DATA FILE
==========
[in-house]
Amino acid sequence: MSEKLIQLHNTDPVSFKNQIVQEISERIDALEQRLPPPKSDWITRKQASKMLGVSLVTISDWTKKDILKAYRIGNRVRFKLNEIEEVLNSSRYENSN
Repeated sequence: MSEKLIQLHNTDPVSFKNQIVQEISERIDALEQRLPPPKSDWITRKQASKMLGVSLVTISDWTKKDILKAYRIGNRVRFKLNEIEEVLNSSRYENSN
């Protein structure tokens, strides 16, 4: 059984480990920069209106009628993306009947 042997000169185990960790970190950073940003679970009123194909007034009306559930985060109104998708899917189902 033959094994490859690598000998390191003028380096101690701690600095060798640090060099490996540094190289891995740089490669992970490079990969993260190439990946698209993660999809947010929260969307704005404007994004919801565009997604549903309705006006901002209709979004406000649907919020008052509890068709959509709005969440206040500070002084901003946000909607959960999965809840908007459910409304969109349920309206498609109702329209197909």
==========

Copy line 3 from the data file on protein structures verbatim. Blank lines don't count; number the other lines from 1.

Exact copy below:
Repeated sequence: MSEKLIQLHNTDPVSFKNQIVQEISERIDALEQRLPPPKSDWITRKQASKMLGVSLVTISDWTKKDILKAYRIGNRVRFKLNEIEEVLNSSRYENSN